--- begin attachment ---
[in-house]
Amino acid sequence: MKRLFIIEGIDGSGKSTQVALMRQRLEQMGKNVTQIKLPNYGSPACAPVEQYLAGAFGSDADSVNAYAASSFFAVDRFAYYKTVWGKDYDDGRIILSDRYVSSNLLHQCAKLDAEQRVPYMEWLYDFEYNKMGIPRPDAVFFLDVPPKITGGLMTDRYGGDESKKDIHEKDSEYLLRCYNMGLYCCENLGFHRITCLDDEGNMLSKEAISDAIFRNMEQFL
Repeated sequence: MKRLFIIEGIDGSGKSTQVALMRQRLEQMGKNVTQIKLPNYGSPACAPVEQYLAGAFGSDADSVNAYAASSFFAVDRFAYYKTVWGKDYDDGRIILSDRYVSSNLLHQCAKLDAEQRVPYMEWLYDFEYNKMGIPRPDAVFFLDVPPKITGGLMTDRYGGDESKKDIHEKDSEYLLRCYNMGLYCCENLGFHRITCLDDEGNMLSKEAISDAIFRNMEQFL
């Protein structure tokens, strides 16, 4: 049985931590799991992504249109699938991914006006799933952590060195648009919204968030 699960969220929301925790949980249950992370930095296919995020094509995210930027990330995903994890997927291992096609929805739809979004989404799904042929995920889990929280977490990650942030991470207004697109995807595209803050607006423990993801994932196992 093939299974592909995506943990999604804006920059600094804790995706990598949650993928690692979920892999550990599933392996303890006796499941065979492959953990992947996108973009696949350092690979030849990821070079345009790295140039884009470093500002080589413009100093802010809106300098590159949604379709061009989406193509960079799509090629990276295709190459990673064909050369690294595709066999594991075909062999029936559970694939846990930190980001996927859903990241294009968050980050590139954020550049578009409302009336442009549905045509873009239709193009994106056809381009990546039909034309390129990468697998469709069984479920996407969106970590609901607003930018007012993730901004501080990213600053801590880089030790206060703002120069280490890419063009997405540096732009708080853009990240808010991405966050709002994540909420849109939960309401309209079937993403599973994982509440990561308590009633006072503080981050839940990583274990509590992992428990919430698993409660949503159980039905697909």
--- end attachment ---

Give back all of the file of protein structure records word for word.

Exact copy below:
[in-house]
Amino acid sequence: MKRLFIIEGIDGSGKSTQVALMRQRLEQMGKNVTQIKLPNYGSPACAPVEQYLAGAFGSDADSVNAYAASSFFAVDRFAYYKTVWGKDYDDGRIILSDRYVSSNLLHQCAKLDAEQRVPYMEWLYDFEYNKMGIPRPDAVFFLDVPPKITGGLMTDRYGGDESKKDIHEKDSEYLLRCYNMGLYCCENLGFHRITCLDDEGNMLSKEAISDAIFRNMEQFL
Repeated sequence: MKRLFIIEGIDGSGKSTQVALMRQRLEQMGKNVTQIKLPNYGSPACAPVEQYLAGAFGSDADSVNAYAASSFFAVDRFAYYKTVWGKDYDDGRIILSDRYVSSNLLHQCAKLDAEQRVPYMEWLYDFEYNKMGIPRPDAVFFLDVPPKITGGLMTDRYGGDESKKDIHEKDSEYLLRCYNMGLYCCENLGFHRITCLDDEGNMLSKEAISDAIFRNMEQFL
């Protein structure tokens, strides 16, 4: 049985931590799991992504249109699938991914006006799933952590060195648009919204968030 699960969220929301925790949980249950992370930095296919995020094509995210930027990330995903994890997927291992096609929805739809979004989404799904042929995920889990929280977490990650942030991470207004697109995807595209803050607006423990993801994932196992 093939299974592909995506943990999604804006920059600094804790995706990598949650993928690692979920892999550990599933392996303890006796499941065979492959953990992947996108973009696949350092690979030849990821070079345009790295140039884009470093500002080589413009100093802010809106300098590159949604379709061009989406193509960079799509090629990276295709190459990673064909050369690294595709066999594991075909062999029936559970694939846990930190980001996927859903990241294009968050980050590139954020550049578009409302009336442009549905045509873009239709193009994106056809381009990546039909034309390129990468697998469709069984479920996407969106970590609901607003930018007012993730901004501080990213600053801590880089030790206060703002120069280490890419063009997405540096732009708080853009990240808010991405966050709002994540909420849109939960309401309209079937993403599973994982509440990561308590009633006072503080981050839940990583274990509590992992428990919430698993409660949503159980039905697909």